Inter-Research > MEPS > v617-618 > p137-147  

MEPS 617-618:137-147 (2019)  -  DOI: https://doi.org/10.3354/meps12806

Satellite chlorophyll concentration as an aid to understanding the dynamics of Indian oil sardine in the southeastern Arabian Sea

N. Nandini Menon1, Syam Sankar1, A. Smitha1, Grinson George2, Saleem Shalin2, Shubha Sathyendranath3, Trevor Platt3,4,*

1Nansen Environmental Research Centre, Cochin 682016, India
2ICAR-Central Marine Fisheries Research Institute, Cochin 682018, India
3Plymouth Marine Laboratory, Plymouth PL13DH, UK
4Jawaharlal Nehru Science Fellow, ICAR-Central Marine Fisheries Research Institute, Cochin 682018, India
*Corresponding author:
Advance View was available online January 16, 2019

ABSTRACT: Coastal waters of Kerala, which form an integral part of the Malabar upwelling zone off the southwest coast of India, constitute an important fishing region for small pelagics. Satellite remote sensing data from 1998-2014 were used to test the hypothesis that fluctuations in the landings of Sardinella longiceps, the major pelagic fish landed in the area designated as the South Eastern Arabian Sea (SEAS), are influenced by seasonal variability in phytoplankton biomass (measured as chlorophyll a [chl a] concentration), under the changing strength of physical parameters such as sea surface temperature (SST), alongshore wind stress, Ekman mass transport, sea level anomaly (SLA) and Kerala rainfall. Multiple linear regression analysis (MLRA) was used to assess the influence of physical forcing mechanisms on chl a concentration on monthly and seasonal scales. We found that SLA, alongshore wind stress, SST and rainfall were ranked 1 to 4, respectively, and the first 3 factors significantly influenced the chl a concentration of SEAS. Pearson’s correlation analysis between monthly chl a and sardine landing (with chl a leading) showed a maximum positive correlation (+0.26) at 2 and 3 mo lags, emphasizing that the influence of chl a on the fishery of S. longiceps is seasonal (r = 0.35 for seasonal lead-lag correlation) in the coastal waters of SEAS. Variation in phytoplankton biomass, as evidenced by chl a fluctuations, seems to have a decisive role in regulating the physiological condition of larvae spawned during the southwest monsoon season, their juveniles and finally the adults that are recruited into the fishery in the next season. Using the quantity of phytoplankton as a predictive tool will exploit the presumptive trophic link to aid understanding of sardine fishery dynamics in upwelling zones.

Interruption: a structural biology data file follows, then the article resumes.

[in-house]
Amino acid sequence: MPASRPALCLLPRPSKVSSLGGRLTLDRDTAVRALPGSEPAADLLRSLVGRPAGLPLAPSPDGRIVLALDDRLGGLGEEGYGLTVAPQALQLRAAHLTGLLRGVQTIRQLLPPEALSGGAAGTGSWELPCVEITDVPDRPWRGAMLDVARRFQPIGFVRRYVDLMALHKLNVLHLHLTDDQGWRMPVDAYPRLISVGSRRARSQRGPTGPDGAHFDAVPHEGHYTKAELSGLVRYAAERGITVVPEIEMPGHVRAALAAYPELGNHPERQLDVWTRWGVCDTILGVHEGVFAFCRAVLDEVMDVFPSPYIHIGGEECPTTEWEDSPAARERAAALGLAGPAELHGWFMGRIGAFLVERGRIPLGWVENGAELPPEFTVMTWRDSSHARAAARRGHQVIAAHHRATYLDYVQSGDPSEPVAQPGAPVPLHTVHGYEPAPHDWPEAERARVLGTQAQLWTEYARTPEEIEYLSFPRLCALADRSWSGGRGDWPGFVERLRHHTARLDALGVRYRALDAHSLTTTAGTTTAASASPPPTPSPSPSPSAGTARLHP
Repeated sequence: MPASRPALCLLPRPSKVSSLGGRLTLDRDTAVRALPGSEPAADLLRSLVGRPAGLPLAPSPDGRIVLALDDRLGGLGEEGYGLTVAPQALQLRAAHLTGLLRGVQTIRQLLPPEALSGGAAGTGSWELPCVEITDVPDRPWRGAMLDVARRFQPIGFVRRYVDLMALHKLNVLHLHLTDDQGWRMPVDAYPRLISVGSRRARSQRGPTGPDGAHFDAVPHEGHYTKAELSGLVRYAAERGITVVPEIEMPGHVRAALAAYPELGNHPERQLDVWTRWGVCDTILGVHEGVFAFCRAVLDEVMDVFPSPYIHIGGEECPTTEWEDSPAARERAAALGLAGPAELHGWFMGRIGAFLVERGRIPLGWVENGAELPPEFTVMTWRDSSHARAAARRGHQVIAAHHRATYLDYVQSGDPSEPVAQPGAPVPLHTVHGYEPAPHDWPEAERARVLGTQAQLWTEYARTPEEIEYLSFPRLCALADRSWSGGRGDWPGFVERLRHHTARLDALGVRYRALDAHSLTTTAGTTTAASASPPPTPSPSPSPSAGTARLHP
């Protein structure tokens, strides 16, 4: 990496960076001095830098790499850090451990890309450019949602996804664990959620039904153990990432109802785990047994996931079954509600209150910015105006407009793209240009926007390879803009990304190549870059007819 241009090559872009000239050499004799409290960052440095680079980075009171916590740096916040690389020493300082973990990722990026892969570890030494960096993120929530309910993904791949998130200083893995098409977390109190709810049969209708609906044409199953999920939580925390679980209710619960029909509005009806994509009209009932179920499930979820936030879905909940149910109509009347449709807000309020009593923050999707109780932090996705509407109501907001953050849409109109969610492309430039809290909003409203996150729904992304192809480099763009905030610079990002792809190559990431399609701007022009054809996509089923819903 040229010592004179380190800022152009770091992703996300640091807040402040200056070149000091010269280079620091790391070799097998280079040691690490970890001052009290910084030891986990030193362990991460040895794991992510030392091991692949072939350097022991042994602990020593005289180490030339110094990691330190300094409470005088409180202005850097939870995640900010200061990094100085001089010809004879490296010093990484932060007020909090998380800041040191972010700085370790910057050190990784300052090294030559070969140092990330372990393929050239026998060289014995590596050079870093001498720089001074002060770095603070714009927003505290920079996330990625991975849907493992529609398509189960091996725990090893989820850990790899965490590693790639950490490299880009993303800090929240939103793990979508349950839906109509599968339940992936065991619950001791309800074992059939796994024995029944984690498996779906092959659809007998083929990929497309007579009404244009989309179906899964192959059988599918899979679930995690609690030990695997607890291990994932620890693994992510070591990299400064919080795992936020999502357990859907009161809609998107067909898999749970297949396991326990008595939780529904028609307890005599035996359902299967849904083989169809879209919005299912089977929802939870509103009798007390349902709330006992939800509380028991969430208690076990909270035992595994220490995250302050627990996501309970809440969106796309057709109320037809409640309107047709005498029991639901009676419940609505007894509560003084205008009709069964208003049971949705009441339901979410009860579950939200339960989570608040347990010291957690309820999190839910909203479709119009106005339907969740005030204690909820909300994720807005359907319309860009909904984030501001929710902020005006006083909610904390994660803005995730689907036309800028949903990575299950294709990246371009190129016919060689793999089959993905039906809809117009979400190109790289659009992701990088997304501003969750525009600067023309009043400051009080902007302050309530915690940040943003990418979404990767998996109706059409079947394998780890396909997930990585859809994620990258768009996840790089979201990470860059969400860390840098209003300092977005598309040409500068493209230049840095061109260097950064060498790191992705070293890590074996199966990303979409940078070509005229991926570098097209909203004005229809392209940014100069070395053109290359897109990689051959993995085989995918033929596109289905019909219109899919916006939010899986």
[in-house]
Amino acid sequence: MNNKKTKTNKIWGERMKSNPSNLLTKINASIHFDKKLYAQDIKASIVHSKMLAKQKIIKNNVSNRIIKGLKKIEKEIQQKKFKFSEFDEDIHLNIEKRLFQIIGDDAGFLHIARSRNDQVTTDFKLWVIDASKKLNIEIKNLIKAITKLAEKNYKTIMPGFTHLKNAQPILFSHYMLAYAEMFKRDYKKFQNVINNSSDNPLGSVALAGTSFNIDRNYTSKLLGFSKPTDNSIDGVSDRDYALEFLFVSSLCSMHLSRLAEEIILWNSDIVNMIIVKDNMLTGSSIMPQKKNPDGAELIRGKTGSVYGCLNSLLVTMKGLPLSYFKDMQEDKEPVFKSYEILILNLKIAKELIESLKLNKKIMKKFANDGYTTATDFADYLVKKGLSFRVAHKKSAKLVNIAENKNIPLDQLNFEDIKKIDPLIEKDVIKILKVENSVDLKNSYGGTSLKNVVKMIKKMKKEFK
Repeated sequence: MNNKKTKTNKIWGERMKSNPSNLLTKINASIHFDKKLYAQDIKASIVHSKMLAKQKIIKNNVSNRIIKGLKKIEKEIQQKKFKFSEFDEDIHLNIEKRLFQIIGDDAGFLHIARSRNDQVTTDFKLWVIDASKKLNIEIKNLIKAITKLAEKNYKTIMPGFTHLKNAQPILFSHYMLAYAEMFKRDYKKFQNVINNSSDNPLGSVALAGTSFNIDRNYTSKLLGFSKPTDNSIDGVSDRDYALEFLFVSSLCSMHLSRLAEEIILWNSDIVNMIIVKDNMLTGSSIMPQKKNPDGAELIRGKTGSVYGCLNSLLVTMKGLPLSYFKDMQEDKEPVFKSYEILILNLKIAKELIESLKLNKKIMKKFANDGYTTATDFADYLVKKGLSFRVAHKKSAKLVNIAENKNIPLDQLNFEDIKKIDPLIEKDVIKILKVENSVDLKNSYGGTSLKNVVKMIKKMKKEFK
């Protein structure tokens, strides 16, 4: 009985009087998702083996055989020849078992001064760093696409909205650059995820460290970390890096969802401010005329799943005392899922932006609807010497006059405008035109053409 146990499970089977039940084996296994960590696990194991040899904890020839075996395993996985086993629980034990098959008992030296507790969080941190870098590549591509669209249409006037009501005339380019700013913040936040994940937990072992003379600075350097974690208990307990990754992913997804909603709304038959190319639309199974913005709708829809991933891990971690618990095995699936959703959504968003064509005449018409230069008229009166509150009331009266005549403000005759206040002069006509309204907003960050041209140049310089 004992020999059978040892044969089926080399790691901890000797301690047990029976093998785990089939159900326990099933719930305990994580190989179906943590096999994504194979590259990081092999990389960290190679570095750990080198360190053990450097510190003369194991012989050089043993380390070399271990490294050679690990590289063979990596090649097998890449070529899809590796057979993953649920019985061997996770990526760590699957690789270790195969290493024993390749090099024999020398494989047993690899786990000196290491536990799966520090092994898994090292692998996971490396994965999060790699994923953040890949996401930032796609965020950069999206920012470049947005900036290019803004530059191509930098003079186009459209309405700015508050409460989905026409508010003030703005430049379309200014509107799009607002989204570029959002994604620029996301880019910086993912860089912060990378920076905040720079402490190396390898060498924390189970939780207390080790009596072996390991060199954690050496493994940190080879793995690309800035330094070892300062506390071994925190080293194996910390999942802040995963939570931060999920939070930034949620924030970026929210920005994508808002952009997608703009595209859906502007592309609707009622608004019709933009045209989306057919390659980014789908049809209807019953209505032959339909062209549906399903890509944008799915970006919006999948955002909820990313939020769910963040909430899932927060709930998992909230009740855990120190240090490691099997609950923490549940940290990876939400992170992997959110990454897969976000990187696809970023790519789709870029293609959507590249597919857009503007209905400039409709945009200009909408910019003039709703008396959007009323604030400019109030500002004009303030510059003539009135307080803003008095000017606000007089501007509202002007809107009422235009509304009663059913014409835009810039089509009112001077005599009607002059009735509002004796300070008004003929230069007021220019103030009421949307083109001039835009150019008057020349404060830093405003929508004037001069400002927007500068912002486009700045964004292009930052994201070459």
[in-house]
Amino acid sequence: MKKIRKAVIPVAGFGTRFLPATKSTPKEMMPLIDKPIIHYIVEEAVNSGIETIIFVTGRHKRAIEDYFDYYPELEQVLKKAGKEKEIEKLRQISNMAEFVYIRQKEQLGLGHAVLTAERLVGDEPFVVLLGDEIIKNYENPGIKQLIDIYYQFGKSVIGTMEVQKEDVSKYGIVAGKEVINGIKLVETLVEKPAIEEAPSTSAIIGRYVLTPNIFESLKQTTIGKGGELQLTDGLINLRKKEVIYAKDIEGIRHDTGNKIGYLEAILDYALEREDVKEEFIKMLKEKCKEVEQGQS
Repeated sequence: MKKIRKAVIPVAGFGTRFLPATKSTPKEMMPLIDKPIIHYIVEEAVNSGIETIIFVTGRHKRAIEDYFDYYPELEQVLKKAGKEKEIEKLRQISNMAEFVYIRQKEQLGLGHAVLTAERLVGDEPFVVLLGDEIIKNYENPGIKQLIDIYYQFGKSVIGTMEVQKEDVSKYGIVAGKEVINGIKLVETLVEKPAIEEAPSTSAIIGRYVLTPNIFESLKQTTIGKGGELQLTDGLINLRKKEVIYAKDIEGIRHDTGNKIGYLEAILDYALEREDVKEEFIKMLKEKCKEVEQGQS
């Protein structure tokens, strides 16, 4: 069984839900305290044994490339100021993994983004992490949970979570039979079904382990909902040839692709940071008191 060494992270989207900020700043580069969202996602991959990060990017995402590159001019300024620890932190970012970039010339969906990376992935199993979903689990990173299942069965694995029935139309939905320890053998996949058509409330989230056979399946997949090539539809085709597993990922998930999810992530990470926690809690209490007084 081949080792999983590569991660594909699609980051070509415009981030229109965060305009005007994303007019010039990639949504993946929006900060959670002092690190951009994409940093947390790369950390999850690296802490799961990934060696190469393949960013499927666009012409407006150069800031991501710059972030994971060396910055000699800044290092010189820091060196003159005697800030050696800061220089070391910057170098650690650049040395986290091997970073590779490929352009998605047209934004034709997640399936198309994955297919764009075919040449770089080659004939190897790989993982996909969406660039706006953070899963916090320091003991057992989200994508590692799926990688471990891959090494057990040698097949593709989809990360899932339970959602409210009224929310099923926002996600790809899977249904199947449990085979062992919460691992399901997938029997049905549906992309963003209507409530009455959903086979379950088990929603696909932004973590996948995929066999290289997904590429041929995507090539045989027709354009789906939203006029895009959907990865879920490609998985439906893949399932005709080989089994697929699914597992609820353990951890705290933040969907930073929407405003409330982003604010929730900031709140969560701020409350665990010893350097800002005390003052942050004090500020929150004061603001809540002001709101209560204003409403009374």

KEY WORDS: Chlorophyll · Satellite remote sensing · Indian oil sardine · Sardinella longiceps · South Eastern Arabian Sea


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Cite this article as: Menon NN, Sankar S, Smitha A, George G, Shalin S, Sathyendranath S, Platt T (2019) Satellite chlorophyll concentration as an aid to understanding the dynamics of Indian oil sardine in the southeastern Arabian Sea. Mar Ecol Prog Ser 617-618:137-147. https://doi.org/10.3354/meps12806

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